Sex Pots: Eroticism in Ceramics

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Rutgers University Press, 2003 - Art - 224 pages
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Over the past twenty years debates about pornography have raged within feminism and beyond. Throughout the 1970s feminists increasingly addressed the problem of men's sexual violence against women, and many women reduced the politics of men's power to questions about sexuality. By the 1980s these questions had become more and more focused on the issue of pornography--now a metaphor for the menace of male power. Collapsing feminist politics into sexuality and sexuality into pornography has not only caused some of the deepest splits between feminists, but made it harder to think clearly about either sexuality or pornography--indeed, about feminist politics more generally.

This provocative collection, by well-known feminists, surveys these arguments, and in particular asks why recent feminist debates about sexuality keep reducing to questions of pornography.

 

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Contents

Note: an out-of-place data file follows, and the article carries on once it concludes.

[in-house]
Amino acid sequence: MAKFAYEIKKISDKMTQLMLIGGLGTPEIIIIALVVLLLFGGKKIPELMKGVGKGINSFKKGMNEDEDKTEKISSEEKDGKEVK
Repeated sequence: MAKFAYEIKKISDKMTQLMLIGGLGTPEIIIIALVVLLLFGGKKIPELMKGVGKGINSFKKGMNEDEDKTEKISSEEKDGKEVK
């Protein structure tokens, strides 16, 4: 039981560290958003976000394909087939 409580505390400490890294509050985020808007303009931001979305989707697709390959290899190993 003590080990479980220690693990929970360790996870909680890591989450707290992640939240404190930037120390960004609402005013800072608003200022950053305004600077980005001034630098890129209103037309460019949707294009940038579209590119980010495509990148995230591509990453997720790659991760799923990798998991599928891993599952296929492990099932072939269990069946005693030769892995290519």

Making Histories
19
Getting Lucky
64
Giving Meaning
81
Creating Desire
111
Telling Stories
143
Touching Bodies
167
Growing Things
193
Conclusion On Rituality
212
Bibliography
219
Index
221
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Page 17 - The very word erotic comes from the Greek word eros, the personification of love in all its aspects— born of Chaos, and personifying creative power and harmony. When I speak of the erotic, then, I speak of it as an assertion of the lifeforce of women; of that creative energy empowered, the knowledge and use of which we are now reclaiming in our language, our history, our dancing, our loving, our work, our lives.
Page 17 - It has been made into the confused, the trivial, the psychotic, the plasticized sensation. For this reason, we have often turned away from the exploration and consideration of the erotic as a source of power and information, confusing it with its opposite, the pornographic. But pornography is a direct denial of the power of the erotic, for it represents the suppression of true feeling. Pornography emphasizes sensation without feeling.

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